An example would be a speaker who is in the regular habit of talking loudly, thereby straining and harming the embedded, delicate, and versatile vocal mechanism, the larynx. Such a habit is noted as a vocally abusive behavior. The best practice here will be to monitor the speaking loudness levels and to avoid speaking at full volume. Information will be imparted to the speaker: he/she will be assisted in identifying speaking instances in which full volume is used and suggestions for safe and conducive alternatives to loudness speaking will be conveyed, such as “speaking slowly and clearly, facing the listener/s, exaggerated articulation” to suit the speaking situation/s, listeners’ needs, so forth.

Chan[25] analyzed the efficacy of vocal hygiene education program for kindergarten teachers. Twenty-five female teachers attended a workshop in which the concepts and knowledge of vocal abuse and vocal hygiene were instructed. The vocal hygiene education program included lectures and discussion times and it lasted for 1.5 h. The topics covered by the authors in the vocal hygiene education program were (1) explanation of normal vocal mechanism and laryngeal pathology, (2) explanation of vocal abuses and their consequences (Don’ts), (3) healthy voice use (Do’s), and (4) strategies to maintain classroom order without abusing the voice. The author reported a significant voice improvement in acoustic and electroglottographic parameters after practicing the vocal hygiene tips for a duration of 2 months.

Hence, the present study made an attempt to educate the nursing trainees on voice conservation and to determine the short-term effect of the vocal hygiene education program in them. Also, indirect voice therapy techniques are often focussed on the premise that improper phonatory behavior is a symptom of excessive voice demands, abusive behaviors are harmful to the voice, and/or lack of awareness of safe and healthy voice production. The indirect approach often suggests that the handling of these precipitating, predisposing, and perpetuating components would result in patients’ voice restored to normal or prevent from voice problems occurrence. The indirect voice therapy method (vocal hygiene education) has been shown to improve voice quality in patients with non-organic voice disorders.[12]

There is lack of systematic research to show the short-term effect of such vocal hygiene programs in Indian context on occupational voice users, particularly among prospective nurses. The present study attempts to reduce this gap.

Specific objective

This program was part of the regular orientation/sensitization programs held for different groups of professional voice users: singers, actors, and teachers (both professionals and trainees). Here an attempt was made to include one of the non-vocal professionals, that is, nurses,[26] and to understand the general awareness they possessed about voice production and voice care and conservation. An attempt was made to evaluate the effectiveness of “Voice Care and Conservation” sensitization program for nursing trainees from a local college. The supposition was that improved performance after the conclusion of the sensitization program indicates increased awareness about voice care and voice conservation. Also, this study did not intend to measure any behavioral changes because of vocal hygiene lectures. The hypothesis of the study was that the average percentage correct responses of the nursing trainees who have undergone the structured sensitization program regarding voice conservation and voice care will be significantly higher than their pre-test awareness scores.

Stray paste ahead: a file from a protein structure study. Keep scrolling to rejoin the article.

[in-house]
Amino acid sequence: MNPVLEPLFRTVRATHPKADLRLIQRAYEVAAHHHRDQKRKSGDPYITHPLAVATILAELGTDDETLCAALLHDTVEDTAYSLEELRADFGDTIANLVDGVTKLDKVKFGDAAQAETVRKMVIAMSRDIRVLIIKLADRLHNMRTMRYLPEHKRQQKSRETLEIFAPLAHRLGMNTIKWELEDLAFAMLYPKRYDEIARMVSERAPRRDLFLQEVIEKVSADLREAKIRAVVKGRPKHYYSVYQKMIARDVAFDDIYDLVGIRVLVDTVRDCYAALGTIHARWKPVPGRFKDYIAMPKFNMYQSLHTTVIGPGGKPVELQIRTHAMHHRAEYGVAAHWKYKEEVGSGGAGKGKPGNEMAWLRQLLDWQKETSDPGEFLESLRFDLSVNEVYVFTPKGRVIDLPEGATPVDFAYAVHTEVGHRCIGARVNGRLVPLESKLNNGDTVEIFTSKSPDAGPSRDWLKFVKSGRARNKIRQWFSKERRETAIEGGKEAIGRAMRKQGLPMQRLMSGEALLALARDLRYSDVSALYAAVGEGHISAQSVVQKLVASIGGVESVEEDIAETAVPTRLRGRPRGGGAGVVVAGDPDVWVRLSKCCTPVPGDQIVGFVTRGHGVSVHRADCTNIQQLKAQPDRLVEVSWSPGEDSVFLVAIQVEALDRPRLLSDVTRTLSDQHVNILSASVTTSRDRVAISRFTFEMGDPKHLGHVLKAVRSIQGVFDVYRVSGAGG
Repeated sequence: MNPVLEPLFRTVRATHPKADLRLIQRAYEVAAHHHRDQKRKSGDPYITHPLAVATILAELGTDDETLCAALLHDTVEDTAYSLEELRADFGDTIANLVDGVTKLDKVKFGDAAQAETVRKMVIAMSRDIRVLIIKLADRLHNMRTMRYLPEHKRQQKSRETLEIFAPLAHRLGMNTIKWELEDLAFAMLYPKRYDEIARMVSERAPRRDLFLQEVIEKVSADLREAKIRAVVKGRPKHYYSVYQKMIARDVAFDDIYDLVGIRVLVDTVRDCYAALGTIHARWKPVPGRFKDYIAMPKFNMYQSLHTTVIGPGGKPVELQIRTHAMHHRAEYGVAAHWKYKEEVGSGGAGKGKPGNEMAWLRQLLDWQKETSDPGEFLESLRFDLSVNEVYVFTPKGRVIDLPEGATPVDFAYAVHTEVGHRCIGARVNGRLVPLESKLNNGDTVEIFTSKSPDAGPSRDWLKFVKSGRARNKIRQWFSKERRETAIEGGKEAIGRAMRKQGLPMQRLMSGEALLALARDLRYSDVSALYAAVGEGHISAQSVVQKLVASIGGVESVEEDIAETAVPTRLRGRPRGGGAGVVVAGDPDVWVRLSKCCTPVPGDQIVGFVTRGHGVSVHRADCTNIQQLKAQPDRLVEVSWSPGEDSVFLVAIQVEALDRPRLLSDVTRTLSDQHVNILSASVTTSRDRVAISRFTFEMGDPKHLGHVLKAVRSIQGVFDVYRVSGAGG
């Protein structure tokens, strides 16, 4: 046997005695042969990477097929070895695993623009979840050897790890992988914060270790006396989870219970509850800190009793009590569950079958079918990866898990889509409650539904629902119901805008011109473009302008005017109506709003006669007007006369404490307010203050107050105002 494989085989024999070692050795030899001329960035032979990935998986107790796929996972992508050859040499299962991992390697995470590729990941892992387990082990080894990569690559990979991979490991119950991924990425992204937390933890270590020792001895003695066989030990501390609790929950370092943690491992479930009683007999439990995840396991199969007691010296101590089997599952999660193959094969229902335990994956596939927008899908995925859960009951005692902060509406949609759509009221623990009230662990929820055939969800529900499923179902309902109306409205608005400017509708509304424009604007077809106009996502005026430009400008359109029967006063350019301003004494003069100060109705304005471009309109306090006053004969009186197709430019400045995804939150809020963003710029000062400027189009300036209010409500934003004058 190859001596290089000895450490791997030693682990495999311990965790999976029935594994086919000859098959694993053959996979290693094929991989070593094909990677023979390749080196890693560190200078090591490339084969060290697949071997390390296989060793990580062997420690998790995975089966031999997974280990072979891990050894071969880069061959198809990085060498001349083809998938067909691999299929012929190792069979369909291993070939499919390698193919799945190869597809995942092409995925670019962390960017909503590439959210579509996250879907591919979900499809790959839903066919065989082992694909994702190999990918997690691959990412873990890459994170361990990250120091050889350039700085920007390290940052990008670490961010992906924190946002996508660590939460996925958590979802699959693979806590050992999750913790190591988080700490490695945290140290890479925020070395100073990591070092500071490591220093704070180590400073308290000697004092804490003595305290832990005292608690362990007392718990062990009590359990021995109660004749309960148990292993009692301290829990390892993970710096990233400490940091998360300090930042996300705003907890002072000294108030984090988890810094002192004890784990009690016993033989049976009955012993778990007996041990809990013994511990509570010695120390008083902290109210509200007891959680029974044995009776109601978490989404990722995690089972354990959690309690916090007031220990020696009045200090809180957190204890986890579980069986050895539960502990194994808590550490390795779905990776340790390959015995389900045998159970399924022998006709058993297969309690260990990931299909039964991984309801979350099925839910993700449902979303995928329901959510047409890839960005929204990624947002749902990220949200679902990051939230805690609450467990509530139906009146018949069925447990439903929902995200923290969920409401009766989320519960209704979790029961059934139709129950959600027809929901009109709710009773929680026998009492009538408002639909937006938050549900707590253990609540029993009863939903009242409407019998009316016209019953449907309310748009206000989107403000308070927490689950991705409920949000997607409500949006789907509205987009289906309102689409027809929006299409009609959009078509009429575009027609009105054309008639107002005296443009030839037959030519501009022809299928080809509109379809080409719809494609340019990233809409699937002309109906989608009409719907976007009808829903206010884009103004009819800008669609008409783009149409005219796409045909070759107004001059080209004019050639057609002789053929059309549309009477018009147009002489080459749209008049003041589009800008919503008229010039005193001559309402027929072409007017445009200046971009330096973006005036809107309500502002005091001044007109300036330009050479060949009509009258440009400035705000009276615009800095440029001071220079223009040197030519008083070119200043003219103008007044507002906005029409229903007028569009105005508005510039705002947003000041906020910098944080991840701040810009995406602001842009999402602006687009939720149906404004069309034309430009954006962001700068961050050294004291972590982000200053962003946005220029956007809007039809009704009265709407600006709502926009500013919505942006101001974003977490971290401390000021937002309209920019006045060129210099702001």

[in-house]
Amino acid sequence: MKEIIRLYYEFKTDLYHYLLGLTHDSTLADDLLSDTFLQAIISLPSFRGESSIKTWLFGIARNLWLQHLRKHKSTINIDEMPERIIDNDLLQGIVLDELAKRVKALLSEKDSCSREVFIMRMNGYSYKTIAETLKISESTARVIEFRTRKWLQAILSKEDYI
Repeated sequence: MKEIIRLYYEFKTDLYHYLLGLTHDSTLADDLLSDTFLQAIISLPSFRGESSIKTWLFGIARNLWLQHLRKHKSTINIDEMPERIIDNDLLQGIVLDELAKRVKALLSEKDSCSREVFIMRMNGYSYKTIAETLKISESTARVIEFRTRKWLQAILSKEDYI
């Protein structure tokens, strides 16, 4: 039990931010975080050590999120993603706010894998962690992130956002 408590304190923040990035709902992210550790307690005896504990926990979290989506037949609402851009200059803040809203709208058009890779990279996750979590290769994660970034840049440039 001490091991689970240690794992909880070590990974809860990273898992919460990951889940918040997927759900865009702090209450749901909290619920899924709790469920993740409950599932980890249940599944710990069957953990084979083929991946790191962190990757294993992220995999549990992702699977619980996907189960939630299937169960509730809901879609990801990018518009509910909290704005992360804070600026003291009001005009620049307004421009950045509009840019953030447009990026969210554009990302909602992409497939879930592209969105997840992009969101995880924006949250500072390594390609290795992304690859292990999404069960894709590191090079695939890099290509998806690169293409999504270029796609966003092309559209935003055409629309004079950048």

Materials and Methods


One-day sensitization program on Vocal Hygiene and Voice Conservation was conducted to the nursing trainees from a local professional college in the city who were on an “educational visit” as part of their curricular requirement. Ninety-two participants (86 trainees and 6 faculty members) pursuing their final year of the academic degree program took part in the program. The participants took a tour of the institute including the department with the state-of the-art facilities dedicated for voice and speech assessment and management.

Informed consent

Informed consent was obtained from all the participants after explaining the objectives of the study. The study was approved by the AIISH Ethics Committee (AEC) and conformed to the Ethical Guidelines for BioBehavioral Research Involving Human Subjects.